Good things come in threes for Mario Gomez and Chilean miners
That there was a Chilean miner with the same name as Bayern's Mario Gomez was a coincidence. What followed next is beyond explanation.
Anyone watching the rescue of the 33 Chilean miners after their 69-day ordeal trapped underground could easily take inspiration from their salvation. But, in Germany, the story of one of Bayern Munich’s outcast players taking encouragement from the permutations is, quite frankly, mind boggling.
Depending on where you are in the world, Mario Gomez was either one of the miners freed last Friday, or he is a German international striker who is the most expensive transfer in Bundesliga history, at £26.3 million, yet hadn’t found the net for his team since February.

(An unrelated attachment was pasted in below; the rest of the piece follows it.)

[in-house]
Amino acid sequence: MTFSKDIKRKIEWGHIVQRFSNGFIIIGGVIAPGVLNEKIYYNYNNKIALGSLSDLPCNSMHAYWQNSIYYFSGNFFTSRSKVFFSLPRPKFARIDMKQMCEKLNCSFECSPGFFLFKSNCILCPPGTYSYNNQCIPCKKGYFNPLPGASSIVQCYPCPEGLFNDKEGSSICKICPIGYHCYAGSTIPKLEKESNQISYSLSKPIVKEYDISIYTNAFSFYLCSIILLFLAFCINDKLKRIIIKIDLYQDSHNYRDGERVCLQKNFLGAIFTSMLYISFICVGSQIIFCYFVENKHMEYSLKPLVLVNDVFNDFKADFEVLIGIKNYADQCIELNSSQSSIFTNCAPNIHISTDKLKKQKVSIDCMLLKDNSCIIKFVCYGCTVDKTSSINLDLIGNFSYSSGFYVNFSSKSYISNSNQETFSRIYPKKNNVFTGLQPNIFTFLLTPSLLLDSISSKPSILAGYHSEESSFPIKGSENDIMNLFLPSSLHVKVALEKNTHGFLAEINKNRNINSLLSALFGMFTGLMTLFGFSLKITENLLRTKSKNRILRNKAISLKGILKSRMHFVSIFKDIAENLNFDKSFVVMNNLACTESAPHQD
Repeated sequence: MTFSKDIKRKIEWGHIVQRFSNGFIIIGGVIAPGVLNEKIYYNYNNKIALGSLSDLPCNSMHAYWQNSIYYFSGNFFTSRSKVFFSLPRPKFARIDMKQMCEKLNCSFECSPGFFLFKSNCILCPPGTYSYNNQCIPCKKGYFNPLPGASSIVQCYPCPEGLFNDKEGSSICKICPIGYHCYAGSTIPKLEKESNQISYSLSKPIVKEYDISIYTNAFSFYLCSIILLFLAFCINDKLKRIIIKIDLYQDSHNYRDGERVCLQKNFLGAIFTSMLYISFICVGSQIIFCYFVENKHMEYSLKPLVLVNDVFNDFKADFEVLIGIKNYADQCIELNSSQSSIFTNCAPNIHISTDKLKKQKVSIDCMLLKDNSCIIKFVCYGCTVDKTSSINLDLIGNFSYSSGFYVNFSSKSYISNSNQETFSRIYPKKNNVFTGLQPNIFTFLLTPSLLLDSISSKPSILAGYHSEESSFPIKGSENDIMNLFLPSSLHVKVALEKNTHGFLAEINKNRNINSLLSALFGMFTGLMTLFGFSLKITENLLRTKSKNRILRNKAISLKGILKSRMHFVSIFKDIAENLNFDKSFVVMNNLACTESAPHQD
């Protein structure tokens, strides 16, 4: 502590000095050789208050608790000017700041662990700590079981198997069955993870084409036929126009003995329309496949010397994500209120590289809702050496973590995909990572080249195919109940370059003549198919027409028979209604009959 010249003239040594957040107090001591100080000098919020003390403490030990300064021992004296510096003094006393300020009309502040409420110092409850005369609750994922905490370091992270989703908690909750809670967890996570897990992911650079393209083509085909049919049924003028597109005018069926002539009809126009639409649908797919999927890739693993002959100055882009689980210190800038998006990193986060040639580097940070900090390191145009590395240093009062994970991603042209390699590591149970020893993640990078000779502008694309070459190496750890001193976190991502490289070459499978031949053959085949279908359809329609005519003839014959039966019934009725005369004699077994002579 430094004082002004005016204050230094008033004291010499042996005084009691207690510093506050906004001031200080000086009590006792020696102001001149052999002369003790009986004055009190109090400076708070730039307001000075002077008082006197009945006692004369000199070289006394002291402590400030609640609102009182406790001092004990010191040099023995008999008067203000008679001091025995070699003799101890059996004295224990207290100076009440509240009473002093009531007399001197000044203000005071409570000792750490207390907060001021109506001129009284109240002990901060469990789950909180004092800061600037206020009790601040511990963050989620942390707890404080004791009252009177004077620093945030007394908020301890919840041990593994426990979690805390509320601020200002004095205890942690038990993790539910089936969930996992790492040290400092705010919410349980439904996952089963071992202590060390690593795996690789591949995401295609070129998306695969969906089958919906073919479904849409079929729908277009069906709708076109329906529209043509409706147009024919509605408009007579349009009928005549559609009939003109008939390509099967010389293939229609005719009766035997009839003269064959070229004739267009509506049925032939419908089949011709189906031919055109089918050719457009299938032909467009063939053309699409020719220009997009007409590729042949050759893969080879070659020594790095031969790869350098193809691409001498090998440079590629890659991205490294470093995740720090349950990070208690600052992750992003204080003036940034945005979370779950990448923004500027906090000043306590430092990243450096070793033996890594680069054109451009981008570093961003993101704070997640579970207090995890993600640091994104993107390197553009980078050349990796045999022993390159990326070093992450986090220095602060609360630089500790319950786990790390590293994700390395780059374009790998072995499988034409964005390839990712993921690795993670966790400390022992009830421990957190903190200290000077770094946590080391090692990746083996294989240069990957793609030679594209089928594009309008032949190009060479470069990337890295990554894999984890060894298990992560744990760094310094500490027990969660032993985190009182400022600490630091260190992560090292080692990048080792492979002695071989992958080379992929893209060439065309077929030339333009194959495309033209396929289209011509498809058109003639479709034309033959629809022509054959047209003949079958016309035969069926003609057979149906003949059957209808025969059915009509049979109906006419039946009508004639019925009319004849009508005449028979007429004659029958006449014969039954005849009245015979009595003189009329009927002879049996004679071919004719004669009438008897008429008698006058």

The fact the two share a name was merely one minor coincidence until Saturday when, a day after the Chilean Gomez was freed, the German version dug himself out of his own hole.
From nowhere, the Bayern player scored all three in his team’s 3-0 win over Hanover 96, citing the emergence of his namesake unscathed from the mine as the explanation behind his resurgence. It was, as he said, “a sign of destiny”.
But the coincidences don’t end there. Gomez’s shirt at Bayern is number 33, the same number of miners who were trapped in Chile. Extending the number three quirk further, miner Gomez was the ninth miner freed, divisible by three, and, of course, striker Gomez scored three.
“I must thank the people of Chile,” said Gomez after suddenly returning to form. “When I saw that one of the first miners brought to the surface was called Mario Gomez, I knew that it was going to be my match.
“These goals are a sign of destiny. 33 miners were saved, I wear shirt number 33 and I scored three goals.”
Gomez, out of the picture at Bayern until fate also conspired to see regular picks Ivica Olic and Miroslav Klose sidelined with injury, is expected to now lead the line for the German side in their Champions League game with CFR Cluj this week.
THE WORLD OF FOOTBALL SUPERSTITION